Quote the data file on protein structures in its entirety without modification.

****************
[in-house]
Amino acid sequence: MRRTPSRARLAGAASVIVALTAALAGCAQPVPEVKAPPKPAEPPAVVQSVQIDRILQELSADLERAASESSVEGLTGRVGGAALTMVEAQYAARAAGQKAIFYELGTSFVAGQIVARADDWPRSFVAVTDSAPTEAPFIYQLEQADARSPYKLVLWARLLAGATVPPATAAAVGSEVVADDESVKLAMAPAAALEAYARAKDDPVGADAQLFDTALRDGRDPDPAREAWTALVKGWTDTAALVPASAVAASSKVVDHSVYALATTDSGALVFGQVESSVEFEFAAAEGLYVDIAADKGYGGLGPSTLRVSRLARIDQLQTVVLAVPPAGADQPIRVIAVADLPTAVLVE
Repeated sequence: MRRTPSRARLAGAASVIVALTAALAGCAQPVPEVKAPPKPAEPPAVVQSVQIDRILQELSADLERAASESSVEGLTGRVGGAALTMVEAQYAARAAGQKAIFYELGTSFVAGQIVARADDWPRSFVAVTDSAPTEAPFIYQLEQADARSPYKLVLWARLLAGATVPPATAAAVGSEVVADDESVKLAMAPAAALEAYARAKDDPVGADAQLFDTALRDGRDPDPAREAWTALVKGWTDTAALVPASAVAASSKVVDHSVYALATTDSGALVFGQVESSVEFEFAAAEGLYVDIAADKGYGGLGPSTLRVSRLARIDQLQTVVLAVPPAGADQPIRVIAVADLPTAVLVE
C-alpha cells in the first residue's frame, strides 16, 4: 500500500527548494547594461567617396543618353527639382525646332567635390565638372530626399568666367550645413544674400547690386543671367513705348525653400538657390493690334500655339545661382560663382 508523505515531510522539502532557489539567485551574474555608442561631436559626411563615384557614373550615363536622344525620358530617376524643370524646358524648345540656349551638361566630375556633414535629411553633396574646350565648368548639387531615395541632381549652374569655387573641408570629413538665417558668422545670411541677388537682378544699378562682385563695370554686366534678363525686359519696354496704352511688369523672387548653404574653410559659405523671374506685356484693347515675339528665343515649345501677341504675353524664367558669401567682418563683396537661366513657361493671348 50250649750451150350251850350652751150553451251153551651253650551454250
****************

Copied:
[in-house]
Amino acid sequence: MRRTPSRARLAGAASVIVALTAALAGCAQPVPEVKAPPKPAEPPAVVQSVQIDRILQELSADLERAASESSVEGLTGRVGGAALTMVEAQYAARAAGQKAIFYELGTSFVAGQIVARADDWPRSFVAVTDSAPTEAPFIYQLEQADARSPYKLVLWARLLAGATVPPATAAAVGSEVVADDESVKLAMAPAAALEAYARAKDDPVGADAQLFDTALRDGRDPDPAREAWTALVKGWTDTAALVPASAVAASSKVVDHSVYALATTDSGALVFGQVESSVEFEFAAAEGLYVDIAADKGYGGLGPSTLRVSRLARIDQLQTVVLAVPPAGADQPIRVIAVADLPTAVLVE
Repeated sequence: MRRTPSRARLAGAASVIVALTAALAGCAQPVPEVKAPPKPAEPPAVVQSVQIDRILQELSADLERAASESSVEGLTGRVGGAALTMVEAQYAARAAGQKAIFYELGTSFVAGQIVARADDWPRSFVAVTDSAPTEAPFIYQLEQADARSPYKLVLWARLLAGATVPPATAAAVGSEVVADDESVKLAMAPAAALEAYARAKDDPVGADAQLFDTALRDGRDPDPAREAWTALVKGWTDTAALVPASAVAASSKVVDHSVYALATTDSGALVFGQVESSVEFEFAAAEGLYVDIAADKGYGGLGPSTLRVSRLARIDQLQTVVLAVPPAGADQPIRVIAVADLPTAVLVE
C-alpha cells in the first residue's frame, strides 16, 4: 500500500527548494547594461567617396543618353527639382525646332567635390565638372530626399568666367550645413544674400547690386543671367513705348525653400538657390493690334500655339545661382560663382 508523505515531510522539502532557489539567485551574474555608442561631436559626411563615384557614373550615363536622344525620358530617376524643370524646358524648345540656349551638361566630375556633414535629411553633396574646350565648368548639387531615395541632381549652374569655387573641408570629413538665417558668422545670411541677388537682378544699378562682385563695370554686366534678363525686359519696354496704352511688369523672387548653404574653410559659405523671374506685356484693347515675339528665343515649345501677341504675353524664367558669401567682418563683396537661366513657361493671348 50250649750451150350251850350652751150553451251153551651253650551454250